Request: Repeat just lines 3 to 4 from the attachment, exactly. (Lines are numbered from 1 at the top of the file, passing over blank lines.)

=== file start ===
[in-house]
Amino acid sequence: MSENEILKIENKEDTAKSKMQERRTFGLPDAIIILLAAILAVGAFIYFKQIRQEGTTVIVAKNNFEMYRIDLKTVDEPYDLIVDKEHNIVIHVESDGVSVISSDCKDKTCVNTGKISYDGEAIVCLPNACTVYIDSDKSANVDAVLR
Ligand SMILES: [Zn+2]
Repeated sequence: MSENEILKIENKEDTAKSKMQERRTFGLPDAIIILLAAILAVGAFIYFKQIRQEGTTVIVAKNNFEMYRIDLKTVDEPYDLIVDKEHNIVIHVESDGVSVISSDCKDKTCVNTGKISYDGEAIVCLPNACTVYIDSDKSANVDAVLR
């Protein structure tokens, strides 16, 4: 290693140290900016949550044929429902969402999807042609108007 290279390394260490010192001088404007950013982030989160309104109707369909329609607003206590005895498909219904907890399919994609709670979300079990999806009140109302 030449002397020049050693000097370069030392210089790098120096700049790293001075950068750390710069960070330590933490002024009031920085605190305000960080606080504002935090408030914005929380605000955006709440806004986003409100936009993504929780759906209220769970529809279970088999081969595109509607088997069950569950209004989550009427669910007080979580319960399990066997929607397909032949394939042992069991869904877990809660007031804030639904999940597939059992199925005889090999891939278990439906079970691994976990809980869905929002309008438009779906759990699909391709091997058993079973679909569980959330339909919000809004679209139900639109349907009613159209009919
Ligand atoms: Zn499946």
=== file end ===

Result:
Ligand SMILES: [Zn+2]
Repeated sequence: MSENEILKIENKEDTAKSKMQERRTFGLPDAIIILLAAILAVGAFIYFKQIRQEGTTVIVAKNNFEMYRIDLKTVDEPYDLIVDKEHNIVIHVESDGVSVISSDCKDKTCVNTGKISYDGEAIVCLPNACTVYIDSDKSANVDAVLR